Oscar Espinosa Chepe

Who is the Guilty Party?

Those traveling to Cuba should consider the news. In the middle of May the newspaper Granma, official publication of the Communist Party, began a series of articles about the worsening of the economic situation in the country caused by the international financial crisis. Two articles signed by the director, Lázaro Barredo, and another article in the first page of the newspaper reported the excessive consumption of 40,000 tons of fuels for the production of electrical energy. >>

Spanish Solidarity with Cuba

New version of the Tourism and Solidarity Guide to Cuba available

A newer, better version of the Tourism and Solidarity Guide to Cuba is now available. It contains very useful information for the travelers, especially about Cuba´s real heroes and how to express solidarity with them. >>

Ricardo Carreras

Travel to Cuba: solidarity travel is the best option

If you decide to travel to Cuba, a beautiful destination, you should consider the option of adding a solidarity dimension to your visit. This means supporting, both moral and materially Cuba´s peaceful advocates of change and democracy. Political prisoners and their families and the Cuban emerging civil society. >>

Travel to Cuba

Modern flights to Cuba from France

French airline company, Air France, one of the largest carriers in Europe, has using the modern Boeing 777-300ER. for its flights to Habana, Cuba. >>


Wariness in Cuba toward the Obama Administration

The recent demotion of two members of Cuba´s cabinet has been puzzled over by Cuba analysts. Julia E. Sweig, CFR´s director for Latin American studies, says the individuals that were replaced were those "that the outside world knows best as Cuba´s international face." >>

Cuba Travel Guide (Raíces)

Please find the whole Raíces de Esperanza Cuba Ex(change) Guide here

Raíces de Esperanza’s guide to meaningful contact with Cuba




Generation ñ, Generation Y, Generacción RDE – call us what you want. But we Cubans, non-Cubans, Cuban Americans, students, and young professionals that make up the Raíces de Esperanza network, are a generation on the move. We are a generation nurturing, discovering, and/or reawakening our roots within and passion for Cuba. We may not agree on all things (ask two Cubans the same question and you’ll get 5 opinions), but we all share a fundamental belief that young people on and off the island should be the authors of their own futures; that together they can help promote a pluralistic and democratic Cuban society; that one day Cubans on the island, in the United States, and everywhere else on this earth (and we are everywhere) can unite and reconcile as one Cuban nation. It’s true. Harsh realities make such lofty ideals seem far off, impractical, and overly idealistic.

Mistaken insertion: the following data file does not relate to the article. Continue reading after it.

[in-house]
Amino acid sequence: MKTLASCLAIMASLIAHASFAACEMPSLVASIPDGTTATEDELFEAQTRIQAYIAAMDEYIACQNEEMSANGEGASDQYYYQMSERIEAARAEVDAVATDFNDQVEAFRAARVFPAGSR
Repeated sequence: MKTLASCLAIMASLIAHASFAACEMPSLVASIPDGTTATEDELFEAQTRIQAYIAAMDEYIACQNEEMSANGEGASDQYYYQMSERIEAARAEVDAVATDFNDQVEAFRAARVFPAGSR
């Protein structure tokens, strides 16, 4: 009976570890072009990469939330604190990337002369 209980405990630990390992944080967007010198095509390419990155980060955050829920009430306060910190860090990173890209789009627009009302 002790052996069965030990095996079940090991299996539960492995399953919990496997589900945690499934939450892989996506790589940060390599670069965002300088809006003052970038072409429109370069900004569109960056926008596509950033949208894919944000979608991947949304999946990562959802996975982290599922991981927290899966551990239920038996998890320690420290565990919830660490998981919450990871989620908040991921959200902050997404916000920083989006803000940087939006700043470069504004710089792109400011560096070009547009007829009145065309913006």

Yet change never comes easy; it’s the result of the accumulated and progressive effects of many varied and even countervailing actions. We can all do our part. How?
Simple: by reaching out to that island and exchanging stories, ideas, and know-how with its citizens – whether indirectly or directly, in person or over the phone, on or off-line. Cubans and Cuban Americans can benefit not only by learning something new, but also by challenging and exploring their own preconceived notions of what life is like inside or outside of Cuba.


1. Knowledge. Reaching out helps Cubans on the island gain exposure to information,
culture, resources, ways of life, and experiences from which they might have been isolated.

2. Perspective. Equally – if not more – important, reaching out helps us better understand and see Cuba’s realities with our own eyes – realities that are ever-shifting and always more complex than you might think. For those of us who were not born in Cuba, it is especially vital that we not only absorb the collective memories and experiences of our friends and families, but also discover and learn about the Cuba of today – politically, culturally, socially, and economically – for ourselves.

3. Activism and Education. Reaching out can help us shine a spotlight on human rights
concerns and identify sources of repression. It can also educate us to appreciate
Cubans’ often unique and varied hopes for their future – as well as how their ideas
compare to our own. Reaching out can help us understand the ways many Cubans in
the arts, academics, and even politics push boundaries in their own rights, forging
spaces for critical expression. Reaching out can help us better grasp a multi-textured
Cuban society that defies black-and-white narratives.

4. Dialogue. Reaching out can help us think critically and exchange opinions about “taboo”
issues - whether the role of the United States, other members of the international
community, and the Cuban Diaspora in Cuba’s future, or the legacies of the revolution
and its aftermath. Breaking down barriers through people-to-people exchanges is a must if reconciliation is ever to be a reality.

5. Family Ties. Reaching out to Cuba allows many of us to sustain, rediscover, or build
family ties – links that can overcome divisions of politics, economics, and time to form
the bedrock of the future reconciliation of the Cuban nation.

6. Community-Building. Reaching out also allows us to form friendships and continue
building a transnational community that moves beyond ideological divisions to find points of cultural and human connection.

Please find the rest of the Guide here

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